Of all the different types of material used in FDM/FFF printing, the two most popular materials are PLA and ABS. Both of these materials are types of thermoplastics. Thermoplastics are plastics that are hard and solid when cooled and moldable and soft when heated. Thermoplastics are common in society and make up most of the plastic objects that we are familiar with, but only a select few types are suitable for 3D printing (image courtesy of 3dhubs.com).
In order for a thermoplastic to be viable as a 3D printed material, it must fulfill 3 criteria:
1) The thermoplastic must be able to be extruded into plastic filament. In other words, it must be able to take the form of the 3D printing filament on the spools that you are probably familiar with.
2) It must be able to bind to the build plate and to itself in the 3D printing process while giving a smooth and accurate result.
3) It must be appropriate as a material choice for the end use application of the 3D printed part. The properties of the material should fit with its intended application (whether it needs to be strong, durable, shiny, etc.).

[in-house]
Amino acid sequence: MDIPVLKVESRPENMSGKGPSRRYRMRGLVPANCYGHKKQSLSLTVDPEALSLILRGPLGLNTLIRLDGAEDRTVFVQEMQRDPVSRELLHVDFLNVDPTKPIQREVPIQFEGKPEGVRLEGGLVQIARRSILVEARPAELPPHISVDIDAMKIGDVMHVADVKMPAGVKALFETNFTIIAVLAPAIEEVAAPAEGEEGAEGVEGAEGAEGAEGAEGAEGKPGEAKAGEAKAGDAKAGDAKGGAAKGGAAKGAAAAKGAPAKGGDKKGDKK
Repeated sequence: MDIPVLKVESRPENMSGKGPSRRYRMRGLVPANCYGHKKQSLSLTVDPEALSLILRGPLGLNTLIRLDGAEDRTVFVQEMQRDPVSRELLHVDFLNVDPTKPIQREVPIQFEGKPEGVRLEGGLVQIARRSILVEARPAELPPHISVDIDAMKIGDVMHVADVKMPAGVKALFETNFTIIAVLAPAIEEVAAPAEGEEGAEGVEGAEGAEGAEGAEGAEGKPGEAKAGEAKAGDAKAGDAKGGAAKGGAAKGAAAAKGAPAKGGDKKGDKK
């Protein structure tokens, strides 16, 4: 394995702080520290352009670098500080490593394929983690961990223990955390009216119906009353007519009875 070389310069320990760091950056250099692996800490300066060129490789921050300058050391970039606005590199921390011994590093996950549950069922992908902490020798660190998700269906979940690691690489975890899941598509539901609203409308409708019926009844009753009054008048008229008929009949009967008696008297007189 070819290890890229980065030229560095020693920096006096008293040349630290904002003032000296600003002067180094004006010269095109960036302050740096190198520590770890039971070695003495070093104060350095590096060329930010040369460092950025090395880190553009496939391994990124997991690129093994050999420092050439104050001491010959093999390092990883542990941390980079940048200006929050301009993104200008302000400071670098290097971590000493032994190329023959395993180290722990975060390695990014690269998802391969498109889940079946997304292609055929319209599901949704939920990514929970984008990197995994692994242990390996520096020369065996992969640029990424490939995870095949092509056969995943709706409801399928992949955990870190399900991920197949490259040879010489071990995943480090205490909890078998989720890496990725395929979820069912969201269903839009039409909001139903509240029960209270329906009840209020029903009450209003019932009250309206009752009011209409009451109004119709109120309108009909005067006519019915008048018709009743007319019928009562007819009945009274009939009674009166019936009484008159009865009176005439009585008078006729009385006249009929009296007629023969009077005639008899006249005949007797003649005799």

PLA and ABS have similar qualities and are suitable for a number of different applications, but they also differ in methods of operation and chemical makeup.
PLA or Polylactic Acid is created from processing a number of plant products such as corn, potatoes, or sugar-beets. PLA is biodegradable and can be composted at commercial compost facilities (it will not biodegrade itself in your backyard). It is considered to be much more earth-friendly and is stronger and more rigid than ABS (image courtesy of NatureWorks). PLA isn't as popular for objects that need to withstand heat for an extended period of time as it has a lower melting point than ABS. Both PLA and ABS can be sanded and machined to reach the desired outcome of the user.